Linked by Thom Holwerda on Mon 5th Feb 2007 21:50 UTC
Linux "It seems as if a new Linux-based operating system is born every day, with each facing the challenge of justifying its existence in a field that's already rather crowded with mature Linux distributions boasting active user bases and organized bodies to back them. But one relatively young Linux distribution worth keeping an eye on is Foresight Linux, a desktop-oriented distribution that hit its 1.0 release milestone at the end of January. What sets Foresight apart from the rest of the fledgling distro pack is the software management framework on which its built."
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YALD - Yet Another Linux Distro
by Joe User on Mon 5th Feb 2007 23:19 UTC
Joe User
Member since:
2005-06-29

Nothing special, according to the eWeek article. Who's next?

Reply Score: 3

rhyder Member since:
2005-09-28

The article could have been structured in a better way. I ended up scanning through to end, asking myself, "So, what's the distinctive feature of this dist?"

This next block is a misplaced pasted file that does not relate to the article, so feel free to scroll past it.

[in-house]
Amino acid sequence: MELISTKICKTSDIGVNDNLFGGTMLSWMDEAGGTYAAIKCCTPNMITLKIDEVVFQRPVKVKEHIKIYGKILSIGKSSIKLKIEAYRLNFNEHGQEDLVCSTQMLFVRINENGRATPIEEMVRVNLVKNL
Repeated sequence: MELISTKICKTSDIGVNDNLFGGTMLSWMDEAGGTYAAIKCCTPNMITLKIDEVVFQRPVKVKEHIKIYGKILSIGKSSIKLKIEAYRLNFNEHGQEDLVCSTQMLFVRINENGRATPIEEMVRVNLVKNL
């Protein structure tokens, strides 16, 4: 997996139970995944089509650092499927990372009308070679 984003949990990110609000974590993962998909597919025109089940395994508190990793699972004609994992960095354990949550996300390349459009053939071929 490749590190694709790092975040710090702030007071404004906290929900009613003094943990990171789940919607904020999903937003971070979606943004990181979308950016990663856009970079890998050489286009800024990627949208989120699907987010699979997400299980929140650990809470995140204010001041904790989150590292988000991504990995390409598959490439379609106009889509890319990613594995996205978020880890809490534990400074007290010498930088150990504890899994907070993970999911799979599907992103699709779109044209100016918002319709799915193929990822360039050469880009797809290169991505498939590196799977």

Reply Score: 1

First impressions
by Temcat on Tue 6th Feb 2007 00:08 UTC
Temcat
Member since:
2005-10-18

* Two CDs for no reason. The initial installation could do perfectly fine without some packages like, for example, Tetex.

* The longest Linux installation I encountered in my life. (Yes, I have dealt with Anaconda back when I played with Red Hat Linux, and it wasn't so painful.) Wildly inaccurate time estimate compared with other installers.

* The dreaded Network Manager cannot cope with static IP (as was the case for me with Feisty Herd 3 development release). The network setup applet does not change anything though the required info is entered there. I don't know how to configure network manually (well, I do in case of Ubuntu, but this seems to have a different system.)

* Super nice looks out of the box. I wish Ubuntu were looking that way.

* Reasonably fast, subjectively feels a tad slower than Feisty Herd 3.

* Can I manage packages graphically? Haven't figured it out yet. The app that does "maintenance and updates" does not seem to display a package list or anything like this.

Reply Score: 5

RE: First impressions